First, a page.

In the Jukebox: Lindsay Holler's Western Polaroids 

A review of the local ensemble's new mini-album Helltembre

Lindsay Holler's Western Polaroids

There's an eeriness within the beauty on singer Lindsay Holler's latest collection. She and her Western Polaroids pack plenty of heart, fragility, and emotion into this mini-album of six songs.

Holler and her crew — drummer Nick Jenkins, bassist Ben Wells, keyboardist Sam Sfirri, and guitarist Bill Carson — strengthened their musical chemistry over the last year or so. From the grand arrangements to the individual performances, the Polaroids put forth their best to song. Produced by Josh Kaler in his new studio Hello Telescope (a very new facility in the scene, previously called The Lions Den), the high quality of sound on Helltembre is rich, deep, and clear. If her 2007 solo collection Love Gone Awry was the kindergarten stage for this band, Helltembre is the fancy debutante ball.

"Keep Bleeding" opens the set with a simple kick/snare beat from Jenkins and a pulsating bass line from Wells. Holler sounds as if she's just woken up during the first lines of the first verse. The song crescendos from a drowsy nod into hellacious harmonies with everyone chanting, "I don't know how to tell you!" Mercy.

The rhythm section kicks off the next tune, too, building "Forever Always" up from a few sliding and staccato deep-toned notes on an upright bass and the constant rattle of a pair of bundle-sticks tapping a quick-tempo 2/4 rhythm into something more atmospheric.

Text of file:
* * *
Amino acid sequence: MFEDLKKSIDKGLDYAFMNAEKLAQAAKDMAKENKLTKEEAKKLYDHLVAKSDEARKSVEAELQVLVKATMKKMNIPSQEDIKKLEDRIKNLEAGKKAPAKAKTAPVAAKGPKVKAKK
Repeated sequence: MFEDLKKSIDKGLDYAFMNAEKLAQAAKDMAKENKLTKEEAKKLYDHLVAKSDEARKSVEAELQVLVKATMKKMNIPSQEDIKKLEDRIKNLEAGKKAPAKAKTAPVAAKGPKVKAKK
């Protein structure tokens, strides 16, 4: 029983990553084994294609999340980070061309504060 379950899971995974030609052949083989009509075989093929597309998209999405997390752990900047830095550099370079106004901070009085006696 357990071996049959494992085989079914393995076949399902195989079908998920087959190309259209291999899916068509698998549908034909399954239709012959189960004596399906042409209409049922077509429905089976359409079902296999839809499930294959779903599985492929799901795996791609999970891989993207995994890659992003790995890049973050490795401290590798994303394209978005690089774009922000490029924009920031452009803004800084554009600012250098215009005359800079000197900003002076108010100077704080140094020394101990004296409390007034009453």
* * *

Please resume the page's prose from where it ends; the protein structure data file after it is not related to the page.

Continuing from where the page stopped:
The band practically crashes a tent revival service on the fast and raucous "Junk Gospel #1," on which Holler cries out, "Come quick ... there's another one down!" Cool horror-show organ riffs call-and-respond to some of Carson's most rockabilly solos ever recorded.

The slow-swingin' title track pulls back to a more familiar pace. Strummy and melodic, "Helltembre" is clever and morose. Sfirri's jangly electric piano emulates the chiming vibraphones of Holler's previous work. The melodica adds texture to the rich instrumentation as well.

The tipsy waltz beat, oompah band guitar, and circus pit snare drum work of "Onto Me" lead into even more carnivalesque noise (whistles, cymbals, vibes, car keys?). "No one's around, tomorrow is now, we'll drink yesterday into the ground," the entire Polaroid gang bellows boozily.

On the melancholic "Bad Reputation," Holler's raspiest ballad of the collection, she conjures a lonely character who denies being a "blue-eyed angel," admits having a "difficult nature," settles the whiskey tab for her closest friends, and yearns to earn genuine love "These late nights and bar lights don't bring me no peace/I just want a man who loves me for me," she sings.

If the good ones hear any of this non-hellish stuff, she'll surely end up with too many to handle. (


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